Fecal Microbe Contamination in Otter Creek, Madison County, Kentucky


Environmental Health Science

Document Type

Conference Presentation

Publication Date



We measured the concentration of fecal microbes in the Otter Creek watershed to determine possible contaminant sources. Otter Creek is one of the principal watersheds in Madison County and drains into the Kentucky River. Land use determines the type and intensity of contaminants. The watersheds drains mainly rural lands mostly devoted to raising cattle, but also drains a portion of the town of Richmond. Cattle farming, septic tanks, and sewage lines are possible sources of fecal contamination.

We comprehensively sampled the entire drainage basin but focused sampling at key locations such as major stream confluences and proximal to likely fecal microbe sources. We used IDEXX materials to quantify E. coli counts. 100-mL samples were taken in the field, immediately put on ice, and transported to the laboratory. Each sample was spiked with growth media specific to E. coli containing tags that fluoresce under UV light.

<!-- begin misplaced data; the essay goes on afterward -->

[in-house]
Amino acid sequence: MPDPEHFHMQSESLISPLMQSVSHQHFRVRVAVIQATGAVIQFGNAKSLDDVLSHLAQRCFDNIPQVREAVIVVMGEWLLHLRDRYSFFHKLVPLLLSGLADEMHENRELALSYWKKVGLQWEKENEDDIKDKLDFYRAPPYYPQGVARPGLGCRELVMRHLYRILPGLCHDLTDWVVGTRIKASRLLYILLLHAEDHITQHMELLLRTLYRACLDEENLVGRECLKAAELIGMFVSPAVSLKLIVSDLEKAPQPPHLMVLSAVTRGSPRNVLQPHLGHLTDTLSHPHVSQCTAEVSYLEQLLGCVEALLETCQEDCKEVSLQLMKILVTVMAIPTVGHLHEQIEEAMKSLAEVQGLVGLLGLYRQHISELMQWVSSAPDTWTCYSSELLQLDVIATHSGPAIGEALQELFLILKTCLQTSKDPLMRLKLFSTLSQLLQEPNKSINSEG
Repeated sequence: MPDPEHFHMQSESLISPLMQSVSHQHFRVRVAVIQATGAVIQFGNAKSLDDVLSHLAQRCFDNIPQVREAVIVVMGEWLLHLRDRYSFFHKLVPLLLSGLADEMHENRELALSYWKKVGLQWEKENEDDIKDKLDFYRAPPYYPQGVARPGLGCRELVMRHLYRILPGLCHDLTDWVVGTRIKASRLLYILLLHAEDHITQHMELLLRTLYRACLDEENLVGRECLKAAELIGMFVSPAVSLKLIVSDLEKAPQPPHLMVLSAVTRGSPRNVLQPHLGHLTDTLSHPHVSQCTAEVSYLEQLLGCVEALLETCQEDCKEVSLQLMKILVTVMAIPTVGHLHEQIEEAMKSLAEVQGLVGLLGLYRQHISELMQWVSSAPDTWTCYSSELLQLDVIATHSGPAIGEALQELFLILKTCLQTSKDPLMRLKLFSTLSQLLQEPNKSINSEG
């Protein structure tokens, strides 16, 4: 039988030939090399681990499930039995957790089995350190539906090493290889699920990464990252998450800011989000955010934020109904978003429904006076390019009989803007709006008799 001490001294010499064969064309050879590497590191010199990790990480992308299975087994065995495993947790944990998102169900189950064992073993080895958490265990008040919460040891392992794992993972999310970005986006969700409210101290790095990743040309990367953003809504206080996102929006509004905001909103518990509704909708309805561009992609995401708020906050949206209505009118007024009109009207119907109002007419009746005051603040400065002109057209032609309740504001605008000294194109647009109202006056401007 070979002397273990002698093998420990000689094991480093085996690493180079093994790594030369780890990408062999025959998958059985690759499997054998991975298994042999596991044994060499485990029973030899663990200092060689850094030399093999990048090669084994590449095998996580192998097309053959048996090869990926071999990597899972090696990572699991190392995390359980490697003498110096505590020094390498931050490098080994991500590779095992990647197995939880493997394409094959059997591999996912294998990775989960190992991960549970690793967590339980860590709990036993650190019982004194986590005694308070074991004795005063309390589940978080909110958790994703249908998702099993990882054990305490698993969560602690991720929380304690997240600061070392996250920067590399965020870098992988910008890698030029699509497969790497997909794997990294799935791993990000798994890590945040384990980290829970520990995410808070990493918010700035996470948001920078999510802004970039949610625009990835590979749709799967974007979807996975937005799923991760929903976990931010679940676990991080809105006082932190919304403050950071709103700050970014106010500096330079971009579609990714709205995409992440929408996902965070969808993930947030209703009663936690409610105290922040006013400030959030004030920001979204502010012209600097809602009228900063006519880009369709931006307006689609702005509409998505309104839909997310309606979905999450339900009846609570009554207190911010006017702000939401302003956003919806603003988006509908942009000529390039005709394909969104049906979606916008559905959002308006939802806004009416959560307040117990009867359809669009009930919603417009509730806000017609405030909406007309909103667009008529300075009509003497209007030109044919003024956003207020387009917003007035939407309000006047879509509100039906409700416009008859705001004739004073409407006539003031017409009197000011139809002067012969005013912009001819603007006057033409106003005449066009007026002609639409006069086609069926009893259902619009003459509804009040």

The EPA has created guidelines for fecal contamination based on E. coli counts. 25% of samples show waters fit for human bathing (/100 mL) whereas 20% are fit for recreation only and 55% are designated as human contact not recommended (>575 cfu/100 mL). High E. coli counts consistently occur in Dreaming Creek, which drains mostly Richmond. High counts also occur associated with pastures. We sampled the watershed immediately before and after a significant rainfall event and found that E. coli counts increased significantly afterward. We could not demonstrate any donation of fecal microbes from septic tanks situated in rural areas.

Conference Name

Kentucky Academy of Science, Northern Kentucky University

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